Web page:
WPP On Track With Rentrak: Cuts Deals To Sell Kantar, License Ratings To GroupM

In two big deals involving divisions of the world’s largest advertising company, WPP, Nielsen rival Rentrak appears to be accelerating its momentum in the U.S. TV measurement marketplace. In one deal, Rentrak said it agreed to acquire the U.S. TV measurement operations of WPP’s Kantar Media unit for $98 million in Rentrak stock. In the second deal, it said WPP’s GroupM unit has signed a deal to begin utilizing Rentrak’s national and local TV audience measurement services.

The WPP deals follow some important recent milestones for Rentrak, including a decision by Publicis’ Zenith Media unit to begin utilizing Rentrak’s data as actual trading currency for advertising deals with local TV stations. While the Zenith deal initially only involves three undisclosed TV advertising markets, the agency said it is optimistic that it will expand it to other TV markets after its clients have had an opportunity to review results of the real market test.



WPP’s GroupM didn’t go as far as to use the term “currency” in conjunction with its plans for using Rentrak’s data, but it certainly implied that possibility among TV networks that are currently unmeasured or TV markets that are under-measured by Nielsen’s “legacy” currency.

“Rentrak’s data will be used to quantify viewing levels in more than 200 networks that are not currently measured by the legacy sample currency, as well as in local markets where today’s diary measurement has been less than stable,” GroupM said in a statement announcing the deal.

Nielsen recently announced a deal with audience-based TV advertising platform Simulmedia to figure out a way to measure niche cable networks that currently are not measured in Nielsen’s current national TV ratings sample, but not specific methodology or time frame have been announced for that.

“The proliferation of channels has so significantly fragmented audiences that legacy sample methodology simply can’t keep up,” GroupM Global Chairman Irwin Gotlieb said in a statement released early this morning. “Television measurement needs to move toward census-based methodology. Our agencies are doing such refined targeting and segmentation, and that work can only be supported by census data. It is our hope that we can act as catalysts in moving the industry toward greater data reliability and accountability.”

GroupM, which claims media billings of more than $105 billion worldwide, includes media agencies such as Mindshare, MEC, MediaCom and Maxus -- which collectively are also the biggest buyers of TV advertising time in the U.S.

Meanwhile, Rentrak said the Kantar acquisition will also boost its coverage of U.S. media buyers, because the deal includes the assumption of Kantar Media’s “customer contracts and customer relationships involved in U.S. television measurement.”

“This transaction gives Rentrak and Kantar better scale to rapidly innovate their products and services in the United States,” the company said, adding that the deal does not involve Kantar’s operations outside the U.S.

2 comments about "WPP On Track With Rentrak: Cuts Deals To Sell Kantar, License Ratings To GroupM".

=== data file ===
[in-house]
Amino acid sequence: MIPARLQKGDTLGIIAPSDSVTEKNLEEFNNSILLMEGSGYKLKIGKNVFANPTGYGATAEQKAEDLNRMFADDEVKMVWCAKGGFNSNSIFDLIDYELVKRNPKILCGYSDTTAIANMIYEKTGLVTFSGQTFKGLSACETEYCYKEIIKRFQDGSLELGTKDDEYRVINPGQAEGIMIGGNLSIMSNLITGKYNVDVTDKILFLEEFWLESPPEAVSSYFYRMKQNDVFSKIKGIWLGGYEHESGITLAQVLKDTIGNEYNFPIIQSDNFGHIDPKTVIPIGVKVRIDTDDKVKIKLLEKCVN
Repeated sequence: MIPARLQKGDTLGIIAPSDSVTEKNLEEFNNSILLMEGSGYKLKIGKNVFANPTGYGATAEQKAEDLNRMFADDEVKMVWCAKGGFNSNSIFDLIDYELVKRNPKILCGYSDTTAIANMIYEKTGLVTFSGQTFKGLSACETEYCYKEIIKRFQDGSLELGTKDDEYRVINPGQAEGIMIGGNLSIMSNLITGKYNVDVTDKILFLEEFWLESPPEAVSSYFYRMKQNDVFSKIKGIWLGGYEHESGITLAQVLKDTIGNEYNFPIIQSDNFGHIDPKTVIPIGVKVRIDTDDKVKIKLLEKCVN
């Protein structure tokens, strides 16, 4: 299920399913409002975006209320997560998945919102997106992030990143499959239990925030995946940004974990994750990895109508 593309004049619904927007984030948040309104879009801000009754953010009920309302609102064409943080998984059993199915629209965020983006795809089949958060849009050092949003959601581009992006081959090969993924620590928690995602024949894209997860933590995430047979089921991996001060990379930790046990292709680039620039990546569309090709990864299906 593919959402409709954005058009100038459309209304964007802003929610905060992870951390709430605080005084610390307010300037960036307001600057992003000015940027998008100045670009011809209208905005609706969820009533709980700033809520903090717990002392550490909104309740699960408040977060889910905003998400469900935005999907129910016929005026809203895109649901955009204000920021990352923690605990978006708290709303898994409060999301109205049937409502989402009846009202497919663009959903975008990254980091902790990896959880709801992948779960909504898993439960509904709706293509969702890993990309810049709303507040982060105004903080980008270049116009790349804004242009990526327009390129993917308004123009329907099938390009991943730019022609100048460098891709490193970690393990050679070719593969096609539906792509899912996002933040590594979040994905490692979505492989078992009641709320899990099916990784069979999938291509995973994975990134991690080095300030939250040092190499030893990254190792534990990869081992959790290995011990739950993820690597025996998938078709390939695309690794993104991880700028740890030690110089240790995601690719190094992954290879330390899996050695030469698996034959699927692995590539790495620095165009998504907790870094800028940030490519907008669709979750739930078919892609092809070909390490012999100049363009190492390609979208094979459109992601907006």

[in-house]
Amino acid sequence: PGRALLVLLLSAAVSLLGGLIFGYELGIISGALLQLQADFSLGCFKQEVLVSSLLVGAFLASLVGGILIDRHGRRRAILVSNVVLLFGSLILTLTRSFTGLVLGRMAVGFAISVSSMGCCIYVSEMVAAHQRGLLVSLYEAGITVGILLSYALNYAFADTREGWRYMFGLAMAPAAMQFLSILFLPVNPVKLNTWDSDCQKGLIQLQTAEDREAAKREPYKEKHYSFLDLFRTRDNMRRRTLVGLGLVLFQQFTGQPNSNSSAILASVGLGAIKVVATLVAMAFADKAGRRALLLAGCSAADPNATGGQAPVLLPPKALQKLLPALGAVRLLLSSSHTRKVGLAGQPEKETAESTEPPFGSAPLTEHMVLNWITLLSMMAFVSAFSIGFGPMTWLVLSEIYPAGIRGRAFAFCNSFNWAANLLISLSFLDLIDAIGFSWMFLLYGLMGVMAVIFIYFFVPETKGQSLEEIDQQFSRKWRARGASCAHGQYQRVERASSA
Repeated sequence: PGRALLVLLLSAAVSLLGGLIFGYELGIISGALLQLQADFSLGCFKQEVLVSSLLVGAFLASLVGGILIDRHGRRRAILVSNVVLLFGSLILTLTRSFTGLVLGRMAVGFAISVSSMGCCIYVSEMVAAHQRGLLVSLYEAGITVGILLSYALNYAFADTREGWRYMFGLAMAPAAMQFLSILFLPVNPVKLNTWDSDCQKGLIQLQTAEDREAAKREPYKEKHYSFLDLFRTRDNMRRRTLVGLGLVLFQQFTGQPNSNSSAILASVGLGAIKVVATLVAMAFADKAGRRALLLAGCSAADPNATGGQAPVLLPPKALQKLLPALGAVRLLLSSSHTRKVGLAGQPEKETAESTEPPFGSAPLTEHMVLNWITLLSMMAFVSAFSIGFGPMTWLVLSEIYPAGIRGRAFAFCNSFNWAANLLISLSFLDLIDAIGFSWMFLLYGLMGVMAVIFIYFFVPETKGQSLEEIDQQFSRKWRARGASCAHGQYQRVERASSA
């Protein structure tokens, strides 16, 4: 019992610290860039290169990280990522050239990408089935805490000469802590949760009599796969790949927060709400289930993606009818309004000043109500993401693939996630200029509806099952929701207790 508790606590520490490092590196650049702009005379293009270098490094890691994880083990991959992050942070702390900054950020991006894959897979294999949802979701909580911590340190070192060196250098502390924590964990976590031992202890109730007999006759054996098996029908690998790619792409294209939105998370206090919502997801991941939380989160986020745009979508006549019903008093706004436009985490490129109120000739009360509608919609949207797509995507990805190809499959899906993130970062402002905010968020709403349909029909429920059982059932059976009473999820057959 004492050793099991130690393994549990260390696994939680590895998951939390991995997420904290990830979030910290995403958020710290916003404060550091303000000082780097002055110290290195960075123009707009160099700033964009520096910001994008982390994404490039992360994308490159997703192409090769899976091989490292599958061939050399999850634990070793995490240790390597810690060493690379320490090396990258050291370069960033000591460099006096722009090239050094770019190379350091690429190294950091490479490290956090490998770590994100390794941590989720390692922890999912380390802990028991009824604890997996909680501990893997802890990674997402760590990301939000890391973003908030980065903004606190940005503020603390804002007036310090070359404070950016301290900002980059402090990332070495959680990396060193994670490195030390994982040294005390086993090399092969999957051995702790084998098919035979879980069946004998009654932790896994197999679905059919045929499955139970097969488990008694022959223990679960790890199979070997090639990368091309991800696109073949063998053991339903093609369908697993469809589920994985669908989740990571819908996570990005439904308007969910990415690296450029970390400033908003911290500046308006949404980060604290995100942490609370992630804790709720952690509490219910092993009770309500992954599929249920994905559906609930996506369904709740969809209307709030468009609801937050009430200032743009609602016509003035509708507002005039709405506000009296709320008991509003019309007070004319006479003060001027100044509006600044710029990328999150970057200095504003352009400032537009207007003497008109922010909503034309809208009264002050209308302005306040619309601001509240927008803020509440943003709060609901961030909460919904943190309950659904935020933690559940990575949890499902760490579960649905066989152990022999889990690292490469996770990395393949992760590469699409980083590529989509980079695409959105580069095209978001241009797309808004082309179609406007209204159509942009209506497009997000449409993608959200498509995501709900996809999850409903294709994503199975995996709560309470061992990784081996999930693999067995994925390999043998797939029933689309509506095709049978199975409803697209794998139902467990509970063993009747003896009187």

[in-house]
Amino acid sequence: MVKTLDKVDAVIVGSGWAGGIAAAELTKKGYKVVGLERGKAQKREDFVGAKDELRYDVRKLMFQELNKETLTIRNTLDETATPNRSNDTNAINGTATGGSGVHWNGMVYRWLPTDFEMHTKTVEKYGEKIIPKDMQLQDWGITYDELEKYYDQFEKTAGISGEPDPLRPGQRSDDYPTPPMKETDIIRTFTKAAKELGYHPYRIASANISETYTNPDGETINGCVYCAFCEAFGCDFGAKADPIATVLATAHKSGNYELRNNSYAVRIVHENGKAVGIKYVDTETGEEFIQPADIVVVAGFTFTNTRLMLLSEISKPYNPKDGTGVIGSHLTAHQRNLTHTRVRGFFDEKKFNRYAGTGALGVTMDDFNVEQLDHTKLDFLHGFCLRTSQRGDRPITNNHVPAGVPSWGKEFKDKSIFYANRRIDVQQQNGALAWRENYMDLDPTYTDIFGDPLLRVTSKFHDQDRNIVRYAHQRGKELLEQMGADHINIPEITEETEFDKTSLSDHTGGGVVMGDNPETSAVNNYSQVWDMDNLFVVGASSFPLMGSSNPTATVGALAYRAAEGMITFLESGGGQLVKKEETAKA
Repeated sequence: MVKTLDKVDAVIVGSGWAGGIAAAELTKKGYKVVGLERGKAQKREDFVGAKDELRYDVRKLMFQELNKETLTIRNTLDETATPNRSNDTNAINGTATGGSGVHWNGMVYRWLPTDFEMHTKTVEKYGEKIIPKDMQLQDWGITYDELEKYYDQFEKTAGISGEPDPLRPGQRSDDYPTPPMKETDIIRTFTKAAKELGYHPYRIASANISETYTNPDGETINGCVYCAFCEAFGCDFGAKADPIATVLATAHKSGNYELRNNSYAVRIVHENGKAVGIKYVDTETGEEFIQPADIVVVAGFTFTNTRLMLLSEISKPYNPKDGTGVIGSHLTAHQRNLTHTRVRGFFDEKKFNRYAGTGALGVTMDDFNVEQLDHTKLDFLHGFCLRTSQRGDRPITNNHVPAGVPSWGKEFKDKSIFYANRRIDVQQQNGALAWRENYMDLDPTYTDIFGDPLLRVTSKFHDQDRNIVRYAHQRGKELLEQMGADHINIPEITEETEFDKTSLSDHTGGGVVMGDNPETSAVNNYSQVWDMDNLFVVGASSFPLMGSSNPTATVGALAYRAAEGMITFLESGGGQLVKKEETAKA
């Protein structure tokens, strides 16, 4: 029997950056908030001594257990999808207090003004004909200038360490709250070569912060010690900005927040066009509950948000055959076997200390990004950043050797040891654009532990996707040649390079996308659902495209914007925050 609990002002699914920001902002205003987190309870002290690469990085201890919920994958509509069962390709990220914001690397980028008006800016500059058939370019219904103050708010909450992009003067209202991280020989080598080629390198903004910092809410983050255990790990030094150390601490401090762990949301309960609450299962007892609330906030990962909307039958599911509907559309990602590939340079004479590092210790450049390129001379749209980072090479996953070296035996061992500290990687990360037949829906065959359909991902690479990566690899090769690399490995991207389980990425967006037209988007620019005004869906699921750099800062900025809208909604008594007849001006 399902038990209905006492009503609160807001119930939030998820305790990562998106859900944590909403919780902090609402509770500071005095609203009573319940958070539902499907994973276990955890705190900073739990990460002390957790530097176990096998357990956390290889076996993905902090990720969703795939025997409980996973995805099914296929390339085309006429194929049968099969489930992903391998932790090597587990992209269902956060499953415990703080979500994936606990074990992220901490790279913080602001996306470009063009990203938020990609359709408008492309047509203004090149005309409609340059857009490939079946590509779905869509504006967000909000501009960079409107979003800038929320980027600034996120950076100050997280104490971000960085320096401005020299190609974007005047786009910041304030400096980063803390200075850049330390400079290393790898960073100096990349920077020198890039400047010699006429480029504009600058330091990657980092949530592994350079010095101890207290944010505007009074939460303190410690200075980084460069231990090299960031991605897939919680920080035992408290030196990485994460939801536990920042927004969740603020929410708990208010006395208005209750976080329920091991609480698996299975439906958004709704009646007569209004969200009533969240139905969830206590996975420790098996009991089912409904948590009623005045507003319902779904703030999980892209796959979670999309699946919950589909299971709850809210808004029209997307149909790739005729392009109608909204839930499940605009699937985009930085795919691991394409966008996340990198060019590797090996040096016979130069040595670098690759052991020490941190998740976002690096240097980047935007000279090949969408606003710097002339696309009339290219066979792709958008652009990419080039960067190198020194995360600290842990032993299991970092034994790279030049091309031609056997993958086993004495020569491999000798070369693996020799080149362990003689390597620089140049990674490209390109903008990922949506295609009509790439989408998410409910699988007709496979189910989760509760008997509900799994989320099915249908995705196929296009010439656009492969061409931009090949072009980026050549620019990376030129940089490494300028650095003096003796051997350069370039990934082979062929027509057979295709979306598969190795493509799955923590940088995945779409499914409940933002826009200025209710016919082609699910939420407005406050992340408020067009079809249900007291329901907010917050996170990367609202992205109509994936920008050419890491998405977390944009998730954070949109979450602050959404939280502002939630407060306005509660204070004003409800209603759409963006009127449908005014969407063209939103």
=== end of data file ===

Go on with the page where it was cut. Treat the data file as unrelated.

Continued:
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  1. Ed Papazian from Media Dynamics Inc, October 9, 2014 at 9:19 a.m.

    The implication in this and similar stories is that Nielsen is in big trouble and that it may lose out to Rentrak in the TV rating business. While Rentrak seems positioned to offer some interesting additional coverage----small market TV and small audience digital cable channels, for example----- we're not talking about a lot of ad spending on such "networks" or stations, at least by national advertisers. I don't see the slightest chance that Nielsen's position as the only supplier of TV rating "currency" for the Broadcast TV networks, syndicators, the top 100 cable channels, and TV stations in the top 75 markets, is at risk----barring a total breakdown in Nielsen's service. This is not to say that serious questions are not developing about Nielsen's plans regarding cross-platform measurements, various proposals to ascribe or simulate audience data rather than measuring it, etc. And the situation regarding small TV market ratings is certainly deplorable. But, to be fair, if small market TV stations can't afford to fund bigger samples and electronic measurements such as are provided by peoplemeters, who is going to pay for them? Will national advertisers, who rarely go this far down in the market rankings for spot TV buys foot the bill? Of course not. Will local advertisers pay for better rating measurements? I doubt it. So, is Nielsen expected to operate small market rating panels at a loss---as a public service? That's up to Nielsen, but I can see why a business, which is what Nielsen is, would not want to carry that load forever. It's fine to keep the pressure on Nielsen, as some of the large agencies are doing, as this may eventually lead to some sort of accommodation between Nielsen and Rentrak, whereby the latter does handle channels and stations which require larger samples and Nielsen supplies it with a way to estimate viewing data. But let's not get all in a dither and fear that this is the beginning of the end for Nielsen. Remember the situation in the mid-1980s when Audits Of Great Britain was trying to sell its peoplemeter idea to the U.S. and Nielsen was resisting. After a while, Nielsen, got the message, did a lot of testing, and came out with its own peoplemeter design. I suspect that it will respond in much the same manner, now.

  2. Suzanne Sell from Independent, October 9, 2014 at 1:41 p.m.

    Right on the money, Ed!

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